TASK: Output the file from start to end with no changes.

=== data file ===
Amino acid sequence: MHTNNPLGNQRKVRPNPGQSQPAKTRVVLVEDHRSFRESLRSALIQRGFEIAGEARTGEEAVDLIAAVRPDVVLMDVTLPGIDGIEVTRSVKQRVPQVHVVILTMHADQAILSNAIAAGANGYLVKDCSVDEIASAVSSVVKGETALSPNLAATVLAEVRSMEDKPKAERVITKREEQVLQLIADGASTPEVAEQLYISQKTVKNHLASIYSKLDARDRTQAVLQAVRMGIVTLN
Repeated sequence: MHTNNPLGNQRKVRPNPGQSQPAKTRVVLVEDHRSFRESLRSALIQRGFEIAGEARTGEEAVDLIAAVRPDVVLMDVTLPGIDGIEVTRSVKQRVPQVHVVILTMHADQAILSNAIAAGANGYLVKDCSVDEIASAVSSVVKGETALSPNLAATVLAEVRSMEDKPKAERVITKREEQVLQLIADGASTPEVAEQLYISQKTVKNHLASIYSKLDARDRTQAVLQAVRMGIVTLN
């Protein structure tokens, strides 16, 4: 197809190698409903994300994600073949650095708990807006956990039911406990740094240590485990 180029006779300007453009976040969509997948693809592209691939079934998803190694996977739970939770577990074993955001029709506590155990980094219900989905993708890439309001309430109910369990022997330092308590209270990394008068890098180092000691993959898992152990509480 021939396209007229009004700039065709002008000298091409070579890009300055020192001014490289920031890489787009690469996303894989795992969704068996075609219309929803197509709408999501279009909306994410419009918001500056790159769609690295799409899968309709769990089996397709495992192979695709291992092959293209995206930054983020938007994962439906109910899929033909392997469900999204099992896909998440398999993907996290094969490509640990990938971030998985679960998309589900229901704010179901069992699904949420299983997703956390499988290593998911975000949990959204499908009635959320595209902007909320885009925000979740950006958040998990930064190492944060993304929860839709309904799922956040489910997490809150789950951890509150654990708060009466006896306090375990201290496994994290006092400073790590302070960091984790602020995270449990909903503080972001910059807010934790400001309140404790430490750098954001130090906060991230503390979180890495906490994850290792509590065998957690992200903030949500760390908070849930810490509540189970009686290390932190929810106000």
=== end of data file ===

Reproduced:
Amino acid sequence: MHTNNPLGNQRKVRPNPGQSQPAKTRVVLVEDHRSFRESLRSALIQRGFEIAGEARTGEEAVDLIAAVRPDVVLMDVTLPGIDGIEVTRSVKQRVPQVHVVILTMHADQAILSNAIAAGANGYLVKDCSVDEIASAVSSVVKGETALSPNLAATVLAEVRSMEDKPKAERVITKREEQVLQLIADGASTPEVAEQLYISQKTVKNHLASIYSKLDARDRTQAVLQAVRMGIVTLN
Repeated sequence: MHTNNPLGNQRKVRPNPGQSQPAKTRVVLVEDHRSFRESLRSALIQRGFEIAGEARTGEEAVDLIAAVRPDVVLMDVTLPGIDGIEVTRSVKQRVPQVHVVILTMHADQAILSNAIAAGANGYLVKDCSVDEIASAVSSVVKGETALSPNLAATVLAEVRSMEDKPKAERVITKREEQVLQLIADGASTPEVAEQLYISQKTVKNHLASIYSKLDARDRTQAVLQAVRMGIVTLN
């Protein structure tokens, strides 16, 4: 197809190698409903994300994600073949650095708990807006956990039911406990740094240590485990 180029006779300007453009976040969509997948693809592209691939079934998803190694996977739970939770577990074993955001029709506590155990980094219900989905993708890439309001309430109910369990022997330092308590209270990394008068890098180092000691993959898992152990509480 021939396209007229009004700039065709002008000298091409070579890009300055020192001014490289920031890489787009690469996303894989795992969704068996075609219309929803197509709408999501279009909306994410419009918001500056790159769609690295799409899968309709769990089996397709495992192979695709291992092959293209995206930054983020938007994962439906109910899929033909392997469900999204099992896909998440398999993907996290094969490509640990990938971030998985679960998309589900229901704010179901069992699904949420299983997703956390499988290593998911975000949990959204499908009635959320595209902007909320885009925000979740950006958040998990930064190492944060993304929860839709309904799922956040489910997490809150789950951890509150654990708060009466006896306090375990201290496994994290006092400073790590302070960091984790602020995270449990909903503080972001910059807010934790400001309140404790430490750098954001130090906060991230503390979180890495906490994850290792509590065998957690992200903030949500760390908070849930810490509540189970009686290390932190929810106000």